BOSTON, MA – While Atlanta blames anesthesia for the Falcons’ epic second-half collapse in Super Bowl LI, Boston continues to celebrate.  In the latest set of festivities, the New England Journal of Medicine (NEJM or the Journal) has replaced their old red circular logo with an image of Bill Belichick in a blue sweatshirt.

Bill Belichick
A look at the New England Journal’s new home page

“It’s only fitting that the greatest medical publication of all-time now has a logo featuring the greatest NFL coach of all-time and his amazingly oversized but comfortable looking sweatshirt, and that’s Pats great Bill Belichick,” explained proud Journal President James Gessner.

Bill Belichick
The old logo seriously lacked enough Belichickian wonder

According to sources, Journal editors had been considering a logo switch over the past several years.  However, debates reached a standstill when editors remained divisive over which Boston team sports logo should become the replacement.  Sure the Patriots had 5 championships, but the Bruins have 6, the Red Sox have 8, and the Celtics have 17.  It wasn’t until the Patriots pulled off the greatest comeback of all-time that editors thought why not a picture of Coach Belichick?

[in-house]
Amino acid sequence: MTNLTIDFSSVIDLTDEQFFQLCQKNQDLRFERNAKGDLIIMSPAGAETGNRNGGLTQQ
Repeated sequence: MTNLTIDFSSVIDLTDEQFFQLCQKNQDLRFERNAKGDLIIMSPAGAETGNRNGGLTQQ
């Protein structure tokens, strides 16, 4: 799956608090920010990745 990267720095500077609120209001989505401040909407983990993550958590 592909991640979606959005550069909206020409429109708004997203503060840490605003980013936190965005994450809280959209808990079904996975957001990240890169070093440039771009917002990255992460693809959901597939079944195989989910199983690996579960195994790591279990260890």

“The logo just screams DO YOUR JOB,” Gessner continued, “and that’s simply what we want everyone in the health care field to do: just DO YOUR JOB.  Except hospital administrators, of course, who should just quit.  They can suck it.”

So is the logo permanent?

“Possibly but we’re seriously thinking about rotating the logos every once in a while,” Gessner told Gomerblog.  “Other logos in the works include Tom Brady with the Lombardi Trophy, a shirtless image of Rob Gronkowski, or a random picture of Gisele Bundchen.”

The Centers for Disease Control and Prevention (CDC), which is based in Atlanta, is sadly disappointed that they won’t be able to unveil their new CDC logo featuring their beast wideout Julio Jones.

Dr. 99
First there was Dr. 01, the first robot physician, created to withstand toxic levels of burnout in an increasingly mechanistic and impossibly demanding healthcare field. Dr. 99 builds upon the advances of its ninety-eight predecessors by phasing out all human emotion, innovation, and creativity completely, and focusing solely on pre-programmed protocols and volume-based productivity. In its spare time, Dr. 99 enjoys writing for Gomerblog and listening to Taylor Swift.